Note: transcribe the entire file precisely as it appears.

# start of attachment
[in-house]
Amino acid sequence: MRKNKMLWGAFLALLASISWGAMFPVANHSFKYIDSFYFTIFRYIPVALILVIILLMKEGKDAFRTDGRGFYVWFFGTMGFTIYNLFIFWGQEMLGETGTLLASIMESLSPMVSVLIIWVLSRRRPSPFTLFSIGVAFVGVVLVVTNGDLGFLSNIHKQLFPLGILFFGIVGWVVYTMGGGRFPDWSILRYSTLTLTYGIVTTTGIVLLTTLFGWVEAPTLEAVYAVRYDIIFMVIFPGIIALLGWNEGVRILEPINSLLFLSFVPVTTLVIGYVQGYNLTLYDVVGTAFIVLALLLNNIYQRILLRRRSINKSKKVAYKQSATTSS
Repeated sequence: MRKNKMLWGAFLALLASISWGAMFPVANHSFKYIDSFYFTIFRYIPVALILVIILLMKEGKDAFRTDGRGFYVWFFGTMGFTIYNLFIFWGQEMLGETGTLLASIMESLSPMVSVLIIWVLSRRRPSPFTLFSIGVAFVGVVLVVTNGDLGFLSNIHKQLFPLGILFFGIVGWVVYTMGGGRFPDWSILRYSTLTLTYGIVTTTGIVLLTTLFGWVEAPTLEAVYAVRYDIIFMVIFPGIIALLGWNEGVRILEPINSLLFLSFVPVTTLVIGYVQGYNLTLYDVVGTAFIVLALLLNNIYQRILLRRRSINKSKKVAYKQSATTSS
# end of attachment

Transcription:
[in-house]
Amino acid sequence: MRKNKMLWGAFLALLASISWGAMFPVANHSFKYIDSFYFTIFRYIPVALILVIILLMKEGKDAFRTDGRGFYVWFFGTMGFTIYNLFIFWGQEMLGETGTLLASIMESLSPMVSVLIIWVLSRRRPSPFTLFSIGVAFVGVVLVVTNGDLGFLSNIHKQLFPLGILFFGIVGWVVYTMGGGRFPDWSILRYSTLTLTYGIVTTTGIVLLTTLFGWVEAPTLEAVYAVRYDIIFMVIFPGIIALLGWNEGVRILEPINSLLFLSFVPVTTLVIGYVQGYNLTLYDVVGTAFIVLALLLNNIYQRILLRRRSINKSKKVAYKQSATTSS
Repeated sequence: MRKNKMLWGAFLALLASISWGAMFPVANHSFKYIDSFYFTIFRYIPVALILVIILLMKEGKDAFRTDGRGFYVWFFGTMGFTIYNLFIFWGQEMLGETGTLLASIMESLSPMVSVLIIWVLSRRRPSPFTLFSIGVAFVGVVLVVTNGDLGFLSNIHKQLFPLGILFFGIVGWVVYTMGGGRFPDWSILRYSTLTLTYGIVTTTGIVLLTTLFGWVEAPTLEAVYAVRYDIIFMVIFPGIIALLGWNEGVRILEPINSLLFLSFVPVTTLVIGYVQGYNLTLYDVVGTAFIVLALLLNNIYQRILLRRRSINKSKKVAYKQSATTSS